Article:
The world’s scientists affirmed last week their increasing certainty—95% confidence—that humans are causing global warming by emitting greenhouse gases.
With human culpability all but certain and the potential for warming by 4.5°C in 100 years, economists can’t decide what should be done about it, or even whether any substantial effort should be undertaken to stop it.
In delivering a keynote address to a large group of economists this summer, Harvard’s Marty Weitzman described climate change as a hellish problem that is pushing the bounds of economics.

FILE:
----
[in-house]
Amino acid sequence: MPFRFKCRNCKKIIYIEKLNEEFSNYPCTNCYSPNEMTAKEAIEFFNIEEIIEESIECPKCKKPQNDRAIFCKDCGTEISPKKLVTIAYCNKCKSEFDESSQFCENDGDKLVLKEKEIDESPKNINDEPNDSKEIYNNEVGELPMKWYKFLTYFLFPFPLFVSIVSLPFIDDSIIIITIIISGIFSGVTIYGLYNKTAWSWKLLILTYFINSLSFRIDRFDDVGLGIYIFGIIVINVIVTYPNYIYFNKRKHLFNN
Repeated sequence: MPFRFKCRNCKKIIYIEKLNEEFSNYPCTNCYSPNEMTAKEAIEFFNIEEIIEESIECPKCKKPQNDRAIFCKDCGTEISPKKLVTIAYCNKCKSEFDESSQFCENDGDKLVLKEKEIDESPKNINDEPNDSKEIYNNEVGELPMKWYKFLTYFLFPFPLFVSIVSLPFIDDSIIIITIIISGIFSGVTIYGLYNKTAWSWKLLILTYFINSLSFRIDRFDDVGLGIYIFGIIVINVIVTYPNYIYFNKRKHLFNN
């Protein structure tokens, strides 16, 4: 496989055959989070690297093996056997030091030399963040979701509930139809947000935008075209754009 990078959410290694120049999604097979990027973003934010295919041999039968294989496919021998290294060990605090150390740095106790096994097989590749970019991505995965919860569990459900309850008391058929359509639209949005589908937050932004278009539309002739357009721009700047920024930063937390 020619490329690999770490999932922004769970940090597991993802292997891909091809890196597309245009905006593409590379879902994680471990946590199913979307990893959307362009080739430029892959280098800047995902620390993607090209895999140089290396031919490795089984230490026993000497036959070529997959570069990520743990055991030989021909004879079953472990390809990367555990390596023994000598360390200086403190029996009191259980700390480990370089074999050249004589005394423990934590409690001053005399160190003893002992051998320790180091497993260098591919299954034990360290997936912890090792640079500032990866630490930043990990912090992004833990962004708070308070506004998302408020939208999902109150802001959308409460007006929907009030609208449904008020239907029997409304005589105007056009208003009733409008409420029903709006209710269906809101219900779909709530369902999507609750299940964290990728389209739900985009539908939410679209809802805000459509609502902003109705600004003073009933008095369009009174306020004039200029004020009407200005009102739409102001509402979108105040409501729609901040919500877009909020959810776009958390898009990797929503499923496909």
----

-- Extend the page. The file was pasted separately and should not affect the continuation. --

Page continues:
A year earlier, addressing an annual meeting of environmental economists, MIT professor Robert Pindyck suggested there was no strong economic argument for costly, stringent policies to halt expected warming. In contrast to the near certainty of climate science predictions, Pindyck said the economics of climate change is not well charted and that the case for aggressive climate policy relies on assumptions not supported by consensus.